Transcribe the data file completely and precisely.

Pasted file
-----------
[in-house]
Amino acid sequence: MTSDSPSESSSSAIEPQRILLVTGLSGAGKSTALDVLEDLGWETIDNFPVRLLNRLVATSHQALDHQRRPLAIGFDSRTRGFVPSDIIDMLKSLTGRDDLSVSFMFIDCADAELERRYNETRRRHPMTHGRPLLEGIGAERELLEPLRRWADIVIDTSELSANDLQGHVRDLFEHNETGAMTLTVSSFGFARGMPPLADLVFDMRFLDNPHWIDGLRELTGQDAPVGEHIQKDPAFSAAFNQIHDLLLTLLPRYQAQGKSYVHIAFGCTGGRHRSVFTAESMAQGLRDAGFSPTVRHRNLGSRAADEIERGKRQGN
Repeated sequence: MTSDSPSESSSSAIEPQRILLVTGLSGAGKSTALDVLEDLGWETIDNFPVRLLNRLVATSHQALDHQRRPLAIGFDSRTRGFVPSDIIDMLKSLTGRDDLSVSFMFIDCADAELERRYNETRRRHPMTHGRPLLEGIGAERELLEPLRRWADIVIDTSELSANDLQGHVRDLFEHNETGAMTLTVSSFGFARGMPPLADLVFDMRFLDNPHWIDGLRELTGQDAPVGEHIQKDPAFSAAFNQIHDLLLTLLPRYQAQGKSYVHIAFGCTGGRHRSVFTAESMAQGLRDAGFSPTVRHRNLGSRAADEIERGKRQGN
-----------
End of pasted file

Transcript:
[in-house]
Amino acid sequence: MTSDSPSESSSSAIEPQRILLVTGLSGAGKSTALDVLEDLGWETIDNFPVRLLNRLVATSHQALDHQRRPLAIGFDSRTRGFVPSDIIDMLKSLTGRDDLSVSFMFIDCADAELERRYNETRRRHPMTHGRPLLEGIGAERELLEPLRRWADIVIDTSELSANDLQGHVRDLFEHNETGAMTLTVSSFGFARGMPPLADLVFDMRFLDNPHWIDGLRELTGQDAPVGEHIQKDPAFSAAFNQIHDLLLTLLPRYQAQGKSYVHIAFGCTGGRHRSVFTAESMAQGLRDAGFSPTVRHRNLGSRAADEIERGKRQGN
Repeated sequence: MTSDSPSESSSSAIEPQRILLVTGLSGAGKSTALDVLEDLGWETIDNFPVRLLNRLVATSHQALDHQRRPLAIGFDSRTRGFVPSDIIDMLKSLTGRDDLSVSFMFIDCADAELERRYNETRRRHPMTHGRPLLEGIGAERELLEPLRRWADIVIDTSELSANDLQGHVRDLFEHNETGAMTLTVSSFGFARGMPPLADLVFDMRFLDNPHWIDGLRELTGQDAPVGEHIQKDPAFSAAFNQIHDLLLTLLPRYQAQGKSYVHIAFGCTGGRHRSVFTAESMAQGLRDAGFSPTVRHRNLGSRAADEIERGKRQGN